The hardest-hit cities of last decade's downturn have led this decade's rebound.

Phoenix, Arizona; San Francisco, California; and Los Angeles are three notable markets in which single-family home values have climbed by more than thirty percent from lows.

Condos in these markets have fared even better and there's hardly a housing metric which doesn't show solid annual growth.

  • Existing home supply remains in bull market territory
  • New home sales continue to expand, even as prices rise
  • Mortgage lenders, exhibiting confidence in housing, are expanding loan guidelines

With mortgage rates near 24-month bests, many U.S. lenders now quote rates in the mid- to low-3s. Purchasing power is stretched and home affordability is high.

Plus, today's active buyers have access to a multitude of low- and no-downpayment mortgage loans to help them with financing, including the 100% USDA mortgage, the no-money-down VA loan.

There's also the 3.5%-down FHA loan and Conventional 97 program from Fannie Mae which requires a downpayment of just three percent.

Furthermore, more purchase home loans are getting approved than during any period since 2011, according to Ellie Mae. Buyers not only have access to low-downpayment programs, but they're having an easier time getting to closing.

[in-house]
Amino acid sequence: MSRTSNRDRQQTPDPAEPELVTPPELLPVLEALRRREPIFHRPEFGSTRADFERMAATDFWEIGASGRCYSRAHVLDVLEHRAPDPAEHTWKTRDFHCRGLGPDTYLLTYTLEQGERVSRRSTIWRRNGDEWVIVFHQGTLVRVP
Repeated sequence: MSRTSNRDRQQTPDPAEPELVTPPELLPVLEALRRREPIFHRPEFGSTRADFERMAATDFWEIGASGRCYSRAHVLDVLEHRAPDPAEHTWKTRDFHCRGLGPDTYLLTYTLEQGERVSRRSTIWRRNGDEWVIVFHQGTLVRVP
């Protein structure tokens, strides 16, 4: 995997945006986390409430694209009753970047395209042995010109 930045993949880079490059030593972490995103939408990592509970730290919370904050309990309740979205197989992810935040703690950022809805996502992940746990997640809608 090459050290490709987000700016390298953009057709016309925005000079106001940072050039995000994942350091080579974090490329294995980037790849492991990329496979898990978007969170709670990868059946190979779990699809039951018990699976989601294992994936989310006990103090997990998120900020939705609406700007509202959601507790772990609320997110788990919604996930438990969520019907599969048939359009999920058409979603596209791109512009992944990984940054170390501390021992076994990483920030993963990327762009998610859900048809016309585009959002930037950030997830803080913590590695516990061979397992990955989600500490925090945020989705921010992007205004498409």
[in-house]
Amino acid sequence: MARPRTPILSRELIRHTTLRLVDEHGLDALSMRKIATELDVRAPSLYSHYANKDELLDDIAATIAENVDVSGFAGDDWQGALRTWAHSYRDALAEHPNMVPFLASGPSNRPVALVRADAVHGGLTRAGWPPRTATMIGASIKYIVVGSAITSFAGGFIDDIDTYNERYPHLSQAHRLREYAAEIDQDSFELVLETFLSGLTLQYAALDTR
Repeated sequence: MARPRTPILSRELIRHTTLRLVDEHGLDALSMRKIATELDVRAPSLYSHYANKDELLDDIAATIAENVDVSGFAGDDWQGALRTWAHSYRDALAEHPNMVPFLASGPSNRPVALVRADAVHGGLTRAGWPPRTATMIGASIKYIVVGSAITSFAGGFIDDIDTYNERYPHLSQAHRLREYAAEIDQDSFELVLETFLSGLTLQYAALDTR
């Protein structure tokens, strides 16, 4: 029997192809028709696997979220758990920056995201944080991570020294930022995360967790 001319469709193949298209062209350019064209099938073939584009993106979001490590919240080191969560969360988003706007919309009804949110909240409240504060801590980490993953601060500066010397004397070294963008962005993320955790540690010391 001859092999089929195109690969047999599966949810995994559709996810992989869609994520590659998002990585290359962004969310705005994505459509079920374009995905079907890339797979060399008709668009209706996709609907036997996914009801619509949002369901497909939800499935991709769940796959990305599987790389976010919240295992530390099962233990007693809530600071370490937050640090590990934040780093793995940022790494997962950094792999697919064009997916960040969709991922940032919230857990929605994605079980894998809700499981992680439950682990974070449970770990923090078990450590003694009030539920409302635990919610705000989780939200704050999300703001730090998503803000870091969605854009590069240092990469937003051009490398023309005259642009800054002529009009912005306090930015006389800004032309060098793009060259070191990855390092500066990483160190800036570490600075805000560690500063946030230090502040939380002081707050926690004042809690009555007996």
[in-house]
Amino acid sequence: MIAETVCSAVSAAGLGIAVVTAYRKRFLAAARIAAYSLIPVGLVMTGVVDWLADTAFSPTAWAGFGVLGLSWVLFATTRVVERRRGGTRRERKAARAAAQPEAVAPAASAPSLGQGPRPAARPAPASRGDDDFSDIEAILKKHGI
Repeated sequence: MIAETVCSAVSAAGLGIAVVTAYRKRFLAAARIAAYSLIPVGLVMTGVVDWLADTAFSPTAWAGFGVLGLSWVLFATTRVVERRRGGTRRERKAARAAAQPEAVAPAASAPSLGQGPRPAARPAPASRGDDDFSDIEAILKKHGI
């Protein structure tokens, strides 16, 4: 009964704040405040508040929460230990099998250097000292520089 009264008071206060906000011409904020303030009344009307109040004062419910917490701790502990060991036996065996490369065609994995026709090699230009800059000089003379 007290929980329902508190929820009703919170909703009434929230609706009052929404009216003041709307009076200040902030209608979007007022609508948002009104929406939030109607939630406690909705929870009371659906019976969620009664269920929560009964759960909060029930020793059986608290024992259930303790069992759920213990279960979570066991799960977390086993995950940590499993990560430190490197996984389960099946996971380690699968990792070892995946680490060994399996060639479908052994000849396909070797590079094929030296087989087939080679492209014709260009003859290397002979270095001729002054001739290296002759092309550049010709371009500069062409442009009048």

Who Makes The Best Mortgage Rate Predictions?

Based on Fannie Mae data, U.S. consumers do a terrible job of predicting the future of mortgage interest rates. The constant belief that rates "can't possibly go lower" has been proved false over and again since 2009.

Can industry insiders do any better, though?

The Mortgage Reports hosts a weekly mortgage rate prediction game called The Mortgage Rate Game.

Each week, players forecast whether mortgage rates will rise, fall, or remain unchanged. Their forecasts can be helpful to home buyers wanting to know in what mortgage rates will go in the future. They're also helpful to homeowners wondering whether now is a good time to refinance.

The Mortgage Rate Game is free to play and everyone's welcome. Our top players tend to be mortgage industry insiders, but real estate agents and non-industry consumers have performed well, too.

Sign up for The Mortgage Rate Game now.

Get A Complimentary Mortgage Rate Quote

Current mortgage rates are near their lowest levels since May 2013. Lenders now quote rates in the 3s and APRs are similarly low. 

Get a complimentary mortgage rate quote now. Rates are available online at no cost, with no social security number required to get started, and with no obligation to proceed.

Click for an instant mortgage rate quote.

The information contained on The Mortgage Reports website is for informational purposes only and is not an advertisement for products offered by Full Beaker. The views and opinions expressed herein are those of the author and do not reflect the policy or position of Full Beaker, its officers, parent, or affiliates.

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2015 Conforming, FHA, & VA Loan Limits

Mortgage loan limits for every U.S. county, as published by Fannie Mae & Freddie Mac, the Federal Housing Administration (FHA), and the Department of Veterans Affairs (VA)